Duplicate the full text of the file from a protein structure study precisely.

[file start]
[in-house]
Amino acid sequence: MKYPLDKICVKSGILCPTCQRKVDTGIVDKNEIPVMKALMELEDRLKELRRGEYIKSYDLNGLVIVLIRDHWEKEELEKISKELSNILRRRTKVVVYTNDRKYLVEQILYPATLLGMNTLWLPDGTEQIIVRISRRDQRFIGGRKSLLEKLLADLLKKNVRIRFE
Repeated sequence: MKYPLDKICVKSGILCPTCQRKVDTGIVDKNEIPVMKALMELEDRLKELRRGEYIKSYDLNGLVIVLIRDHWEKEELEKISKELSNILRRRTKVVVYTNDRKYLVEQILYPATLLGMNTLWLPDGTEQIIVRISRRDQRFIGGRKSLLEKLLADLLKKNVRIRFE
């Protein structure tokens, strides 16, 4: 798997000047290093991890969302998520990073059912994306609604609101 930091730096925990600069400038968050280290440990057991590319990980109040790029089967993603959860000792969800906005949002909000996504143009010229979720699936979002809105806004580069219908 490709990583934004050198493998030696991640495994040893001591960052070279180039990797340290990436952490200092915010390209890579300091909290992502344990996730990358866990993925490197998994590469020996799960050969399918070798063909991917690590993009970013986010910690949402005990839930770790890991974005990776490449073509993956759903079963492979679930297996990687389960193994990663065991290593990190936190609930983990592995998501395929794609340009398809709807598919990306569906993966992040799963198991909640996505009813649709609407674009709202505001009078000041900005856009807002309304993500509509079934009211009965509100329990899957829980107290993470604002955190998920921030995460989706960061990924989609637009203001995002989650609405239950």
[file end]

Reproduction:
[in-house]
Amino acid sequence: MKYPLDKICVKSGILCPTCQRKVDTGIVDKNEIPVMKALMELEDRLKELRRGEYIKSYDLNGLVIVLIRDHWEKEELEKISKELSNILRRRTKVVVYTNDRKYLVEQILYPATLLGMNTLWLPDGTEQIIVRISRRDQRFIGGRKSLLEKLLADLLKKNVRIRFE
Repeated sequence: MKYPLDKICVKSGILCPTCQRKVDTGIVDKNEIPVMKALMELEDRLKELRRGEYIKSYDLNGLVIVLIRDHWEKEELEKISKELSNILRRRTKVVVYTNDRKYLVEQILYPATLLGMNTLWLPDGTEQIIVRISRRDQRFIGGRKSLLEKLLADLLKKNVRIRFE
């Protein structure tokens, strides 16, 4: 798997000047290093991890969302998520990073059912994306609604609101 930091730096925990600069400038968050280290440990057991590319990980109040790029089967993603959860000792969800906005949002909000996504143009010229979720699936979002809105806004580069219908 490709990583934004050198493998030696991640495994040893001591960052070279180039990797340290990436952490200092915010390209890579300091909290992502344990996730990358866990993925490197998994590469020996799960050969399918070798063909991917690590993009970013986010910690949402005990839930770790890991974005990776490449073509993956759903079963492979679930297996990687389960193994990663065991290593990190936190609930983990592995998501395929794609340009398809709807598919990306569906993966992040799963198991909640996505009813649709609407674009709202505001009078000041900005856009807002309304993500509509079934009211009965509100329990899957829980107290993470604002955190998920921030995460989706960061990924989609637009203001995002989650609405239950």